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Junk Male

 

Science Museum gets a piece of visitors’ minds after male/female brain comparison

 

© Reuters

An interactive exhibition at London’s Science Museum was criticized for testing its visitors on whether they have a pink or blue brain, in what has been branded a “junk science” experiment.
 
Published time: 14 Sep, 2016 16:06Edited time: 14 Sep, 2016 16:09
 

The quiz, which is part of the Who Am I? exhibition, which can also be taken online, shows a series of images which are supposed to test whether the visitor thinks more like a man or a woman.

According to the test, men are better at “seeing things in three dimensions” and “being able to imagine how things rotate.” Women, on the other hand, fare better “in tests that involve: distinguishing between subtle hints and details” and “having a good visual memory.”

But neuroscientists argue the idea that men’s and women’s brains work differently is simply based on empty gender stereotypes.

University College London neuroscientist Professor Joseph Devlin told the Guardian that while there were some minor differences between male and female brains, such as hormone levels and average size, the effects of these differences were not known.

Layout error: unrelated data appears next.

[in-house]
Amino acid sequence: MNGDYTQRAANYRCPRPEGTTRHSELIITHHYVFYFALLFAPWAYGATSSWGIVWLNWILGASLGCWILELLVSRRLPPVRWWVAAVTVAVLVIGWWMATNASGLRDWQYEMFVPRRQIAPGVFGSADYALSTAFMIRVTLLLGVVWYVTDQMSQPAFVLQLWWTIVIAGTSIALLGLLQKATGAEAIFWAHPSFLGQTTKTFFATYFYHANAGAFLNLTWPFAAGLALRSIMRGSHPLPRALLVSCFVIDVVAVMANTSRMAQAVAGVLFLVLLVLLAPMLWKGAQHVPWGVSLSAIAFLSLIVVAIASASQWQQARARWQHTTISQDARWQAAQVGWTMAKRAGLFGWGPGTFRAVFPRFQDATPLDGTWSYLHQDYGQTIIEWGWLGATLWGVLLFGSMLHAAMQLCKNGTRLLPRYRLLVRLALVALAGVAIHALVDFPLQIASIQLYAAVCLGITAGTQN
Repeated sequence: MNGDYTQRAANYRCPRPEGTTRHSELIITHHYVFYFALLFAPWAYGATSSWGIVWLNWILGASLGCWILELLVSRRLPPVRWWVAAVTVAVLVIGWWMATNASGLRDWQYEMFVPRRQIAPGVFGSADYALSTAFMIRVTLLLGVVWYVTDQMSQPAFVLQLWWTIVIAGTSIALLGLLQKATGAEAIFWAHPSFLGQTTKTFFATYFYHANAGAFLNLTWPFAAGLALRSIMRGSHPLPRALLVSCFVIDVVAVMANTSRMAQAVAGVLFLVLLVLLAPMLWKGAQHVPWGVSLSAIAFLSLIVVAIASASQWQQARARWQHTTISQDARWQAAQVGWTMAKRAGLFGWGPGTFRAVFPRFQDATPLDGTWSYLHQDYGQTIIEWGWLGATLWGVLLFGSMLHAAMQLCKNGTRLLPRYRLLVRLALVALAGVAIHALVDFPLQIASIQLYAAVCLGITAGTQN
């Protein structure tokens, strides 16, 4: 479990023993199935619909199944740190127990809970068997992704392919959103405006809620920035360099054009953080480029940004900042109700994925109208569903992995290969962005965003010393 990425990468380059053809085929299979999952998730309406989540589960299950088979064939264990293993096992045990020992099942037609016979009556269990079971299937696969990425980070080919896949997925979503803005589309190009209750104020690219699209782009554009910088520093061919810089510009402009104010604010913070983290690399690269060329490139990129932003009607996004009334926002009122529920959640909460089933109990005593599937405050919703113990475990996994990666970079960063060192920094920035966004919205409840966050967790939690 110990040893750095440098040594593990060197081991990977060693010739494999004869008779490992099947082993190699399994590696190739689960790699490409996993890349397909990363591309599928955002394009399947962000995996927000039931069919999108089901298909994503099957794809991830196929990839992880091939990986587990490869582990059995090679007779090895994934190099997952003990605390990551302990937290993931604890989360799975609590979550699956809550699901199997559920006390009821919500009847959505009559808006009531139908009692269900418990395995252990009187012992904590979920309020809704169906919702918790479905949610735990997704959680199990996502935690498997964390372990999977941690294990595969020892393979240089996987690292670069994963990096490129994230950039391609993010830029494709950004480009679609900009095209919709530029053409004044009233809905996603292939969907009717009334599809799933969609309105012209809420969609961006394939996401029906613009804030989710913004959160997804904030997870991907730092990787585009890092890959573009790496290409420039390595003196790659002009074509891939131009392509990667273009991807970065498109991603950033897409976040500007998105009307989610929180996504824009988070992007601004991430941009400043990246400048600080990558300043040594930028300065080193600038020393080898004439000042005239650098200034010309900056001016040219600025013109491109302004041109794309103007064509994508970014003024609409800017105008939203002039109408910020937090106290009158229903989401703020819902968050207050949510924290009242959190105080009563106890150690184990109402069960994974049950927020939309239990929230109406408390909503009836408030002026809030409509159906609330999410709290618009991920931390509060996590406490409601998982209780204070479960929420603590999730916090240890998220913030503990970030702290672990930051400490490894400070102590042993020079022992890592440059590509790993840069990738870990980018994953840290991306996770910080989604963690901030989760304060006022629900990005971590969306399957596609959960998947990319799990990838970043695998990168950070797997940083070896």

He added: “I’m worried about that stuff and I’m not sure there’s a good basis for any differences in cognition. The stuff about men being better at spatial things and women being better at language – that just seems like nonsense.”

His colleague Professor Sarah-Jayne Blakemore agreed, saying the Science Museum’s show was “out of date, to say the least.

“I saw it recently and was pretty shocked by the misleading message, which doesn’t correspond to the scientific evidence.”

The museum argued that the exhibition had been “refreshed” six years ago, but the test dated back to 2000. Science Museum head of exhibitions Alex Tyrrell insisted: “At the time Who Am I? opened, multiple experts and our collaborators felt the exhibition content was a fair and responsible representation of the latest scientific research about human identity, including questions of sex and gender.”

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